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Caring For An Anxious Dog This Summer? Our Dog Sitting Tips

Pet sitting involves all of a dog’s normal routines. These include feeding, exercise and mental stimulation as well as keeping them safe and healthy. But when it comes to dogs with separation anxiety or general nervousness, time away from caregivers can be very daunting. And as for the person taking care of them, it can make the job a little more difficult.

Whether you’re a friend, family member, or there on a professional basis, all pet sitters should find out a dog’s routine and preferences before starting to care for them. We’ve put together some key dog sitting tips below for caring for more anxious dogs along with some general advice. This is so that you can learn some extra pointers for all pet sitting occasions that are handy to know!

1. Have an introductory meeting

If you don’t already know the dog you are caring for, make sure you have had an introductory meeting before your time of care. Meeting up beforehand is always advised as it gives you the chance to get to know your temporary furry companion. Especially if they are an anxious dog, the pre-sitting meet-up will help to start building the bond. This also gives you the opportunity to see how they respond to you.

It may be useful to visit them a few times both inside and outside the home. If you find you don’t feel comfortable, then it’s best to turn down the offer of pet-sitting all together. After all, caregivers want to ensure the person caring for their four-legged friend is the most suitable fit. 

Brown and white dog paw shaking human hand in park

2. Know their medical and dietary needs

A more general dog sitting tip is to make sure you are fully aware of dietary requirements or known medical conditions. Having the contact details of the dog’s vet will also be useful. 

Although the caregivers should leave the food supplies needed, if their trip is unexpectedly prolonged, it’s good to know what and where to get their meals from. Dogs are sensitive to foods that we, as humans, can eat just fine. So, be careful not to disrupt their normal dietary routine, and remember that dogs like to have their meals at regular set times. 

Labrador dog eating food out of bowl

3. Understand what triggers their behaviour

Understanding what a nervous dog finds challenging is key to maximizing the quality of the care you provide. Is it spending time alone or do they find thunderstorms scary? Find out what their family usually do to support them at these times. 

If you’re not too sure on how to help a dog with separation anxiety, check out this blog for more advice.

4. Have a spare key for backup

No matter the time of the year, for anyone pet-sitting, it’s always good to have a spare key as backup. It may be wise for the caregivers to leave a spare key with the neighbours too, in case you get locked out. The last thing you want is to end up in a sticky situation!

Dog sitting in front of and looking through a closed gate

Make sure the home has a safe place for the dog to rest in. Nervous dogs often find comfort in these “safe space” areas. If you are house sitting too, this will be their familiar space, so it is important to respect their bed/resting areas as places they can go to and be undisturbed.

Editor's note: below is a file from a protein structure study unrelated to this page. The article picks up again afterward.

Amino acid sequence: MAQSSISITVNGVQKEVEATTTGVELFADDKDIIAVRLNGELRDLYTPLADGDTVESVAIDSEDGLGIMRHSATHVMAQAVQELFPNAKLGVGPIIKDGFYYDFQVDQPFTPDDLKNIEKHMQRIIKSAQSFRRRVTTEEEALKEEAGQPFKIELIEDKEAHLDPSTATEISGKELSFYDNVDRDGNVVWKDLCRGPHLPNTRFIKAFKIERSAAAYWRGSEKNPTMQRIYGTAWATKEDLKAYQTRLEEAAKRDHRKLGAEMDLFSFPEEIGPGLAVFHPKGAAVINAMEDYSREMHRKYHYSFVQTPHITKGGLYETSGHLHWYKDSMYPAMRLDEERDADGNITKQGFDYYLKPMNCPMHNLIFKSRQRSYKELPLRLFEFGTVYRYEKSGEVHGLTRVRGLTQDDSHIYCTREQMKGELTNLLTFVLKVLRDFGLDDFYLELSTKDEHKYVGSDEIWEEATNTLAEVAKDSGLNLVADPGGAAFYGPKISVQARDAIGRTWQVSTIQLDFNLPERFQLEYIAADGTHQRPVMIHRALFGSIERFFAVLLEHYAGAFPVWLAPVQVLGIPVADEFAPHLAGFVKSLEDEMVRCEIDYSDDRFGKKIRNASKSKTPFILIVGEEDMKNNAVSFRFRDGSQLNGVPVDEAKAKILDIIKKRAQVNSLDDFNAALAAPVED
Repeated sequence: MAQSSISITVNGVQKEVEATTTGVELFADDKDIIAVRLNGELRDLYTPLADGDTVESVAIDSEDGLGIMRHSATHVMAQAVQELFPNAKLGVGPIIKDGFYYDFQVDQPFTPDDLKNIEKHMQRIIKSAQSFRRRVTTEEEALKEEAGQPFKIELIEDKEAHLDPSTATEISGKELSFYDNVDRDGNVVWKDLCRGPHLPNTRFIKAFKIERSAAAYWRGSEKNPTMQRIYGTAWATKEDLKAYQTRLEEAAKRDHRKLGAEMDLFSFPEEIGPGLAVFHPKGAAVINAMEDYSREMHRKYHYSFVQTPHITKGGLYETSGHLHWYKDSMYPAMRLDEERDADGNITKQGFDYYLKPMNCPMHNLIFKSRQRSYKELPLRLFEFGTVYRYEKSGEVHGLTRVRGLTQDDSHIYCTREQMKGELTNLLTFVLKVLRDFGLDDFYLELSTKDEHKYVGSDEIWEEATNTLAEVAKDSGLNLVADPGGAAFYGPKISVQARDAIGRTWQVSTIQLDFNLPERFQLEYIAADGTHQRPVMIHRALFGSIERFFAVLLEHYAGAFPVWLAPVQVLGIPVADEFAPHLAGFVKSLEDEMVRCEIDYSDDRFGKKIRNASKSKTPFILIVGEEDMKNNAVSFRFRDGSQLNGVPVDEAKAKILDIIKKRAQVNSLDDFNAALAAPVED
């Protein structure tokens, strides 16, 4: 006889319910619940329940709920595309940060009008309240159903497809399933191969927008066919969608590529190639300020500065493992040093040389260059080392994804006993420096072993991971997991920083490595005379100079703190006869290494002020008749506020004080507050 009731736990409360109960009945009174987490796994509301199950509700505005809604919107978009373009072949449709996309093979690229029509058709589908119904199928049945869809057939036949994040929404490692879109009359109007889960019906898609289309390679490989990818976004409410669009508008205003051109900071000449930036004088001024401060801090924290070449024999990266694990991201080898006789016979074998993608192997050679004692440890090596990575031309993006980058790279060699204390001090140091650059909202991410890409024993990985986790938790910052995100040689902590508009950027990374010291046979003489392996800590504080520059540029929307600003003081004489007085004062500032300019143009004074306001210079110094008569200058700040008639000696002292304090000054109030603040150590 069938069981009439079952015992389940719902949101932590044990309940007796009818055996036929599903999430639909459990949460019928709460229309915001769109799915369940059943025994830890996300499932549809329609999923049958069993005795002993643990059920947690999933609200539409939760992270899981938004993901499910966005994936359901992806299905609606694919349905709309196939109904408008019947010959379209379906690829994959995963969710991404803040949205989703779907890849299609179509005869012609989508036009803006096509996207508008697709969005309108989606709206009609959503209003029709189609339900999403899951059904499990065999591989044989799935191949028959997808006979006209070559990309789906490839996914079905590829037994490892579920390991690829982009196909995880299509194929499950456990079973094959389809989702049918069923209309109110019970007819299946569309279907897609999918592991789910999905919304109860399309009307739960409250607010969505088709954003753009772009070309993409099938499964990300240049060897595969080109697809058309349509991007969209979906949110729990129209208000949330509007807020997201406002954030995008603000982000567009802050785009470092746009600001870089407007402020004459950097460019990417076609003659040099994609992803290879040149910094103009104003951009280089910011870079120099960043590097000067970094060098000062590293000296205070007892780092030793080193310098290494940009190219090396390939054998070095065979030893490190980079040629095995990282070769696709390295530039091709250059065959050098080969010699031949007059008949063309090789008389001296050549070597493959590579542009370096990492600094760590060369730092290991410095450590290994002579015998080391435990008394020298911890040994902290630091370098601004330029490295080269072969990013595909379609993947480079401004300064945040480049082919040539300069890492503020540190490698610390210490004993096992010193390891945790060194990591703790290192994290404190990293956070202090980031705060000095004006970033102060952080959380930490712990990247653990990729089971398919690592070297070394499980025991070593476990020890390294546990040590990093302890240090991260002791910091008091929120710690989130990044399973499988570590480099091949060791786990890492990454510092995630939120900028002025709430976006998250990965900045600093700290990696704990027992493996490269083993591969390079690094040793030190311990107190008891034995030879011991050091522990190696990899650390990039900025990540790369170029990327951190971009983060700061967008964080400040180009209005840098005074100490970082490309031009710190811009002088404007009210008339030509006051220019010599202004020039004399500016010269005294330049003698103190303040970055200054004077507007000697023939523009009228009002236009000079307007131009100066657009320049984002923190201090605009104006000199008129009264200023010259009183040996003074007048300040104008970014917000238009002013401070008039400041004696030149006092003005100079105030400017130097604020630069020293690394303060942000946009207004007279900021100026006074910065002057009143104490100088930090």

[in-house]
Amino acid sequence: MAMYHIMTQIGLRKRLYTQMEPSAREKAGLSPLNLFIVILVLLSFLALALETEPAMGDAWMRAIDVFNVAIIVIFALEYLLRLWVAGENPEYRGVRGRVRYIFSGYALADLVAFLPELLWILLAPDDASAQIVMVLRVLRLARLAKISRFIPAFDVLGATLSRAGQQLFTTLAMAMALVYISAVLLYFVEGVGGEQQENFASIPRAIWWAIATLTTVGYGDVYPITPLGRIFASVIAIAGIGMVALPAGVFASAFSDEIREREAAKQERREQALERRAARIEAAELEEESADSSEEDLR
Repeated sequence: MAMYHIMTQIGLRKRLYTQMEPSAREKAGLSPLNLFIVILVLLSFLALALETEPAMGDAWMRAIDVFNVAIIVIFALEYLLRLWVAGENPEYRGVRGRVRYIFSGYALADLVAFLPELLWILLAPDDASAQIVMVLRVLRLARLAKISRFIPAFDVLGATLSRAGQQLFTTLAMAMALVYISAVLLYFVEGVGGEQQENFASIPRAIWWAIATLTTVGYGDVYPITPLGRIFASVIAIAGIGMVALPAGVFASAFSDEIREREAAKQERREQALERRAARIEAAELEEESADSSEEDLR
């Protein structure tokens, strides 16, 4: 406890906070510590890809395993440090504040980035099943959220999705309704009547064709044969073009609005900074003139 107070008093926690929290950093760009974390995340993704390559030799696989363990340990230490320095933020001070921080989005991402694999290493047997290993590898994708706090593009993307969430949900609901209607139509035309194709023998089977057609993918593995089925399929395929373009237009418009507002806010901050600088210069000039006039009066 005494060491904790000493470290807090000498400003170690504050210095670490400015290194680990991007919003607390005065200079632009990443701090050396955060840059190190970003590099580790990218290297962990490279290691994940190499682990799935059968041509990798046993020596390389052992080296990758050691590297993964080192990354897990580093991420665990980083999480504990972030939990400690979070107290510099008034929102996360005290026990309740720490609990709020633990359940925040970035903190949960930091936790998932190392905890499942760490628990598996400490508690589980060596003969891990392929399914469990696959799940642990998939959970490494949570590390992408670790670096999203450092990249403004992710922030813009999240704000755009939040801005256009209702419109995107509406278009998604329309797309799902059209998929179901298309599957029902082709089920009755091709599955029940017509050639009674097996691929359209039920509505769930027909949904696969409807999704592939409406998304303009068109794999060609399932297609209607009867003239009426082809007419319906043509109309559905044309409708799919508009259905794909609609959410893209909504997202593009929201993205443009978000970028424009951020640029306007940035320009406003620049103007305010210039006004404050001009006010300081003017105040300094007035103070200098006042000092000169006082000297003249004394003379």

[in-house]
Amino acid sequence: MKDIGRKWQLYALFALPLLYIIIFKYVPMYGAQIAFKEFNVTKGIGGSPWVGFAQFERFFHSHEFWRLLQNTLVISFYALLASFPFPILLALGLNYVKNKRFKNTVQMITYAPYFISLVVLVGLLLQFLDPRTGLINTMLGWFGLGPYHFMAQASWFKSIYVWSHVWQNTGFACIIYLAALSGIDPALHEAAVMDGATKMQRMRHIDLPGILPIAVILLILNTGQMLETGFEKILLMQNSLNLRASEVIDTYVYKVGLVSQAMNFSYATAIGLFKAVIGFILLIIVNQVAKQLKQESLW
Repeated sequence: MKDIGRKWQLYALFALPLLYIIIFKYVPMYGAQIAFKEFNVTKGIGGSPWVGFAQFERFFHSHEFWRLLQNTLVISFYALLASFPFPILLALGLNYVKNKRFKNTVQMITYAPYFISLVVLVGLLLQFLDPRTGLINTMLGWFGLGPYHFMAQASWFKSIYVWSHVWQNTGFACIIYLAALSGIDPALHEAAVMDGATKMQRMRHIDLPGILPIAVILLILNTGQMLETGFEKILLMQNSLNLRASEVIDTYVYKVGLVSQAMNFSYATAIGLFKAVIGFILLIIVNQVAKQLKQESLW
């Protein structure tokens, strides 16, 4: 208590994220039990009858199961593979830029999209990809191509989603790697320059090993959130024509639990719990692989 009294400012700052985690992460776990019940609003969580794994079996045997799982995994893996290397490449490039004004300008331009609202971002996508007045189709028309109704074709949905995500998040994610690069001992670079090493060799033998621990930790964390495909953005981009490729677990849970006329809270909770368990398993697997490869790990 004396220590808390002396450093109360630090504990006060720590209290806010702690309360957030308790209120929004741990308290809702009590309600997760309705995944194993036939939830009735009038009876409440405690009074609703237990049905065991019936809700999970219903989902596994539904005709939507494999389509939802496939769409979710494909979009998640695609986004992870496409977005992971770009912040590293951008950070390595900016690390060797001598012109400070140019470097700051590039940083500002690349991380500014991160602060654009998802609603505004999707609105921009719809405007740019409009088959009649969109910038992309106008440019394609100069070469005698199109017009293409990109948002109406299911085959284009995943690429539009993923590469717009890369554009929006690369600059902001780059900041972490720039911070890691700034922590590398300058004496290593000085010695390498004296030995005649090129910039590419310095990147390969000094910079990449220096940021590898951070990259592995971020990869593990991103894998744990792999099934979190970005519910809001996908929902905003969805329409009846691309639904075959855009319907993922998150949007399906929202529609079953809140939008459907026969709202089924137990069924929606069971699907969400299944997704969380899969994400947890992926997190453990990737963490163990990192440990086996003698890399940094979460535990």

If the dog is coming to stay with you, make sure they have a dedicated space to rest undisturbed. You can do this by making it nice and comfy with their bedding (smells of home) in a quiet place. Our ADAPTIL Calm pheromone diffusers for dogs are also a great idea. Simply plug this in near to their bed and let the natural calming messages take effect.

Extra tip! Summer dog care can be more challenging due to the hotter conditions. So just be sure that they are both in a cool environment with good ventilation. 

5. Find out what training they have received

All dogs are different and so is the way they have been trained by their caregivers. Be sure to ask their pet parent for their cues and any house rules, such as not sitting on the sofa. This dog sitting tip is particularly useful for helping a more anxious dog to feel comfortable and understand what you are asking. Sticking to their usual habits also ensures you won’t confuse them.

Dog with female owner playing trick with ball

6. Keep the parents posted

Last but not least, let their family know how they are getting on. A photo or video will let them see for themselves! Check how often they want to receive updates and capture their fun moments. From walks to the park, to lounging around in the shade in the garden, owners will always be curious of what their dogs are up to.

Small white dog posing for picture on phone cameraLooking After a Dog With Separation Anxiety – How to Help

Looking after a dog with separation anxiety can often be challenging. But there are ways you can help minimize their stress!

Spending time together is one of the best methods for supporting a dog with separation anxiety. Your presence as their dog sitter will be reassuring and prevent them from feeling alone. Spend time doing all the things they love, such as walks, playing games, and practicing tricks to help distract them from their caregiver’s absence. On the whole, it’s best to avoid leaving them on their own.

For more tips and advice on puppy care and general guidance for anxious dogs, sign up to our ADAPTIL newsletter! Not sure which of our products is most suitable for your pooch? Take our quick and free online quiz to learn more. You can also get in touch by calling 1-800-510-8864 or emailing us.

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